Here's the thing: a small mistake on your part can make the device useless, leaving you frustrated and unable to get important concrete information. You might have wondered why you can't collect data, only to realise later that you installed the device upside down or you forgot to remove the activation card before pouring concrete. How frustrating for you! Compare this with the first thing you’d probably see when walking on a construction site: clear and illustrated guidance on what you should and shouldn’t do is probably plastered all around. Why should our app be any different?

Illustrations in the ConcreteDNA App

So, here's what we did to solve this issue: we added helpful illustrations and clear instructions to guide you through these crucial moments, right before you needed to. We even studied the type of grammar and colour schemes, based on our CSCS (Construction Skills Certification Scheme) training. We want the sensor in your hand to match the picture you see on your phone screen. These new illustrations and clear text serve as reminders for the little things that keep you on track. It's a simple but effective way to improve your experience.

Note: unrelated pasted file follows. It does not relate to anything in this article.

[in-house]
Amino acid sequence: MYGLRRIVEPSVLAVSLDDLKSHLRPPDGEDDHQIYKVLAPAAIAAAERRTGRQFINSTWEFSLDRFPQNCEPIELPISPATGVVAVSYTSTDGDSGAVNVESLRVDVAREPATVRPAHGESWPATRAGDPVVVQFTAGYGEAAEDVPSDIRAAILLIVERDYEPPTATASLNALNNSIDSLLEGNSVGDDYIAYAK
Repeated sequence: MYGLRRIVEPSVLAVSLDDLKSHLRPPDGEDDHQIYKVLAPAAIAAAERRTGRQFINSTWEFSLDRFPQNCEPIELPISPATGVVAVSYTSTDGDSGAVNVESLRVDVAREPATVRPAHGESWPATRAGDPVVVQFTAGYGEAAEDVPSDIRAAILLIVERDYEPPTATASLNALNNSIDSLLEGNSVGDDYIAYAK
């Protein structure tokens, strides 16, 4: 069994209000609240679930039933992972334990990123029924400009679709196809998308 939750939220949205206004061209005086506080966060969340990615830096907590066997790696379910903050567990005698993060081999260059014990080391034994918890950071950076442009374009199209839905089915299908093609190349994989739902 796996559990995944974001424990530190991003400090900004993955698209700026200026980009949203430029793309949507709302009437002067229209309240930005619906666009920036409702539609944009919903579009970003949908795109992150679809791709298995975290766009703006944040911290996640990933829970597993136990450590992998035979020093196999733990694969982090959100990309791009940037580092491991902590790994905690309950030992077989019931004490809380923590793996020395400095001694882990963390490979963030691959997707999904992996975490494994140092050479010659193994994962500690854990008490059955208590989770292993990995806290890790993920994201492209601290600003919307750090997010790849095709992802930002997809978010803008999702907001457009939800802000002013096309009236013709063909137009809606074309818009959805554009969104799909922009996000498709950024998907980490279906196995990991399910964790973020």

Navigating the Construction Maze: Streamlining Workflows with App Statuses

As well as these helpful illustrations, we now have statuses throughout the entire app. Let’s say you’ve just registered a sensor. Your next objective is to install it in concrete. And that is exactly what the app says. And that is the same for each and every part of the app. This means that if you had a brand new colleague who wishes to use the app, you could confidently say ‘just follow the instructions’ and rely on the app to tell them what to do next.’ Let’s compare this to a scenario. It’s like telling a new colleague who needs to get to the site office. You can now say “just follow the access routes” instead of giving them a long list of directions there.